Interurbans, and their suburban counterparts (the streetcar), were once common throughout the country. The mania began during the late 19th century and spilled over into the early 1900's as thousands of miles were laid down from New England to California. In retrospect, the financial interests behind these traction railroads were largely misplaced.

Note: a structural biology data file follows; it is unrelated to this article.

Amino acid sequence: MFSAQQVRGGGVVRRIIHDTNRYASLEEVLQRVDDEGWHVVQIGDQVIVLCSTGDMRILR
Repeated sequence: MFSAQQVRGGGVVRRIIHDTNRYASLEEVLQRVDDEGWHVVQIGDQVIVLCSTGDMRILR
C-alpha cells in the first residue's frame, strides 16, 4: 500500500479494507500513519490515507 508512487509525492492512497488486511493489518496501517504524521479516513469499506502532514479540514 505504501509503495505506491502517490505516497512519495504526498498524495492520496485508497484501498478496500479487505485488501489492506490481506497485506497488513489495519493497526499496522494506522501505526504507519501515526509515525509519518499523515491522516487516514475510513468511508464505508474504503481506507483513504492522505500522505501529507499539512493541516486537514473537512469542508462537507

As William Middleton notes in his book, " The interurban was conceived as a transit system, developed from the basic streetcars of the era.To make matters worse they contained extremely high operating ratios of 85-90% (some were even greater than 100%) while the average rate of return never exceeded 3%.Most were gone by the immediate postwar years and only the strongest survived to see 1960.Ironically, the commuter services inteurbans provided are actually making a comeback as LRT (light rail transit) systems as cities look for alternatives to increasingly crowded highways.What became the classic interurban all began in the 1870's with two key developments; in 1870 Zenobe Gramme unveiled a generator for commercial use while Werner von Siemens showcased the world's first electric locomotive at an exhibition in Berlin, Germany during 1879.It opened on February 2, 1888 and proved successful. Louis Car Company Birneys Electroliners Presidents’ Conference Committee Streetcars, PCCs Another important developer was Sidney Howe Short who invented a double-reduction, gearless motor and also learned that overhead catenary was the best means for electrical pickup.